Review: Devices and Desires
The first thing that comes to mind to mention for K.J. Parker’s first entry into her Engineer Trilogy, DEVICES AND DESIRES, is that the author knows how to do her research. There are very technical descriptions for nearly everything in the novel, and it really lends a lot of credibility to both the story and the writer. However it isn’t without drawbacks.
We will get to those later though; let’s do like we were taught and focus on the positive. The book was interesting and the plot is engaging. Most of the character’s exploits are fun to read, with a few exceptions. The plot is also laden with political intrigue and it plays out remarkably well.
OK, we did our job as reviewers and at least acknowledged the good.
The biggest failing of the book is it’s most basic premise. The main character, the titular engineer, sets out to create a machine capable of reuniting him with his lost family. Fine and dandy. Where everything goes awry, however, is that we have no idea where this guy mastered the art of psychological manipulation. Wasn’t he an amazing engineer?
We can believe he can improve upon machines, which is the reason he is exiled and separated from his family, but we cannot simply believe he has the capacity to create a multi-national machine made entirely of human components. The engineer plans every little choice, move, and action every other character in the series makes, and manipulates them all into making those said choices. It is simply, and completely, unbelievable. Machines are predictable and controllable. People are not.
You’re saying, “Up yours, you elitists. You want believable? This is fantasy. Have you forgotten?” (By the way, thanks for acknowledging that we are, indeed, elitists. We are like the Marines, only much fewer, and much prouder. Moving on…)
No we haven’t forgotten. What makes fantasy strong is the characters and how believable they are. That is how the fantasy is capable of such exotic and unfamiliar settings and such. Without believable characters the fantasy genre collapses. K.J. Parker seems to have forgotten this when she created her supposed everyman, who is in all actuality, an intellectual superman.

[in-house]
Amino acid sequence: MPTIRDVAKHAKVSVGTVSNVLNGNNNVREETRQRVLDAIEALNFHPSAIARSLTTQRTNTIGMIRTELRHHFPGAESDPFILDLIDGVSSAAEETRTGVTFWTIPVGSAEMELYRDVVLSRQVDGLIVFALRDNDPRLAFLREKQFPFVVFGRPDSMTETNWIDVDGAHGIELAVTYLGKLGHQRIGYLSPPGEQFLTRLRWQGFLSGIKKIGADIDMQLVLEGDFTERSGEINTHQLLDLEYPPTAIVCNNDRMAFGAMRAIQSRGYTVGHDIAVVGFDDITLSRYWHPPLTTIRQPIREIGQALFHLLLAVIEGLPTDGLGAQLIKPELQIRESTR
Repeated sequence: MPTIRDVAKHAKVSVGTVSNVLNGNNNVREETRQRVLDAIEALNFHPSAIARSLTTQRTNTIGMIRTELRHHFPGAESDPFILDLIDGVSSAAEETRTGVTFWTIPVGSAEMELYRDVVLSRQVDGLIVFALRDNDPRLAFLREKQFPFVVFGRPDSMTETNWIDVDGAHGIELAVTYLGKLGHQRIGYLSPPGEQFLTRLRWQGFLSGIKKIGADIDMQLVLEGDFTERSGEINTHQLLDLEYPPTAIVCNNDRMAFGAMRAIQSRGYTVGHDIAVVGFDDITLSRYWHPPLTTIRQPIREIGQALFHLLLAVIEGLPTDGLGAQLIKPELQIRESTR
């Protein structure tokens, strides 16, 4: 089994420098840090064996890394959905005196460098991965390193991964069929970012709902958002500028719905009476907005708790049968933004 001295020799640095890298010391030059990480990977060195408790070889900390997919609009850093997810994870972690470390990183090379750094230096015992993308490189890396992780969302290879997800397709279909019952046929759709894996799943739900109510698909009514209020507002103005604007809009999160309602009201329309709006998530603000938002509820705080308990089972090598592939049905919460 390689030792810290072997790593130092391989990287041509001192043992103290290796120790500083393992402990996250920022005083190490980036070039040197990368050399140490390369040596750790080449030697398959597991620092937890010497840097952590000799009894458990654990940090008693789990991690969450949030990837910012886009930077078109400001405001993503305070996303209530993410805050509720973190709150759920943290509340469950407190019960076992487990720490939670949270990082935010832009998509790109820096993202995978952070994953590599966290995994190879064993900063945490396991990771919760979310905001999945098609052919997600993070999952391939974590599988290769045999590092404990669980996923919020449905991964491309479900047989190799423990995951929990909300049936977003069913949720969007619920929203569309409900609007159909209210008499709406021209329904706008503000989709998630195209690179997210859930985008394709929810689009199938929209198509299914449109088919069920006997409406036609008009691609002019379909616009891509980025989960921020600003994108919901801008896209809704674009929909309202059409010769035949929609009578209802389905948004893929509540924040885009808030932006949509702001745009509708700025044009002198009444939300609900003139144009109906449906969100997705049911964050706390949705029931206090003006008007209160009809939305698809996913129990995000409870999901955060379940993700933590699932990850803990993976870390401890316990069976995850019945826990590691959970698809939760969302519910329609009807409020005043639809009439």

The other drawbacks of Devices and Desires are the coincidental events that would make Stephen King happy. (Yep. That’s right. We just made a dig on two authors in one sentence. Yippee for us.) By the end of the book, you will most likely be doing the same as we did. Shaking your head saying, “What? Really?”. The plot also slows down in parts from Parker’s expansive detailing of the technical machinations of the engineered creations in the book. If you are a technophile, this may interest you–it interested us slightly. But all told, it was too high in volume, and detracted far too much from the pacing of the plot.
Our final decision about the book is that it is “meh.” Worth the read, not your money. Visit the library and check it out first to see if you like it. Or borrow it from a friend (but remember to treat the book nicely). The second and third entries, EVIL FOR EVIL and THE ESCAPEMENT respectively offer much of the same fare. If you liked this first book, your mind won’t be changed by the others and you will be satisfied by the ending. If you are like us and thought “meh”, or hated it, you will wish you had stopped after the first book, we do.
Recommended Age: 18 and up (if only because we think it may be a little too technically verbose for teens, but then again they may like it).
Language: We don’t remember anything real explicit.
Violence: Lots of people die, but it is handled very mildly.
Nick’s Note: I really feel like this trilogy should have been named The Gambler Trilogy, because that is what the main character does most. He gambles, and almost always, arguably, wins. That’s not exciting. What makes winning so awesome when you’re gambling, other than the money, is how rare it is.
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